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Application of conditional non-linear optimal perturbations to tropical cyclone adaptive observation using the Weather Research Forecasting (WRF) model
Article first published online: 2 SEP 2011
©2011 The Authors Tellus A©2011 John Wiley & Sons A/S
Volume 63, Issue 5, pages 939–957, October 2011
How to Cite
WANG, H., MU, M. and HUANG, X.-Y. (2011), Application of conditional non-linear optimal perturbations to tropical cyclone adaptive observation using the Weather Research Forecasting (WRF) model. Tellus A, 63: 939–957. doi: 10.1111/j.1600-0870.2011.00536.x
- Issue published online: 15 SEP 2011
- Article first published online: 2 SEP 2011
- Accepted manuscript online: 18 JUL 2011 05:39AM EST
- (Manuscript received 19 April 2011; in final form 28 June 2011)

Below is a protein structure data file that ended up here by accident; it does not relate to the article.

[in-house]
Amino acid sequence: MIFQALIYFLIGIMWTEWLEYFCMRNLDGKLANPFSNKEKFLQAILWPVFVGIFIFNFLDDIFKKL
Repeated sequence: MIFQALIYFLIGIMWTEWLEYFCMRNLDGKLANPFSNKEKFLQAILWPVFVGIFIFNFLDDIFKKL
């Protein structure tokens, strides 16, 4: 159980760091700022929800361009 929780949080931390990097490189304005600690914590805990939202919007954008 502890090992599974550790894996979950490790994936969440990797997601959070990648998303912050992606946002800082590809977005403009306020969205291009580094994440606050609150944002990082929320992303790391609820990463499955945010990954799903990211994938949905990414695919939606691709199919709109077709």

Conditional non-linear optimal perturbation (CNOP), which is a natural extension of the linear singular vector into the non-linear regime, has been suggested to identify data-sensitive regions in the adaptive observation strategy. CNOP is the global maximum of a cost function, whereas, local CNOP is the local maximum of the cost function if the local maximum exists. The potential application of CNOPs to tropical cyclone adaptive observation is researched. The CNOPs and the first singular vector (FSV) are numerically obtained by a spectral projected gradient algorithm with the Weather Research Forecasting (WRF) model. This paper examines two tropical cyclone cases, a fast straight moving typhoon Matsa (2005) and a slow moving recurving typhoon Shanshan (2006). The CNOPs and FSVs are obtained using the norms of background error at initial time and total dry energy at final time with a 36-h optimization time interval. The spatial structures of CNOPs, their energies, non-linear evolutions and impacts on track simulations are compared with those of the FSVs. The results show that both the CNOPs and the FSVs are localized, and evolve into the verification area at the final time with the upscale growth of perturbations. However, the CNOPs are different from the FSVs in spatial patterns, wind maximum distribution, growth rate of energy and impact on track simulation. Compared to FSV, CNOP and local CNOP have greater impact on the forecast in the verification region at the final time in terms of total energy, and have larger, at least similar impact on track simulation too. This indicates the CNOP method with constraint of the norm of background error at initial time and total energy norm at final time is a reasonable candidate in tropical cyclone adaptive observation. Therefore, both CNOP and local CNOP are suggested to be considered in tropical cyclone adaptive observation.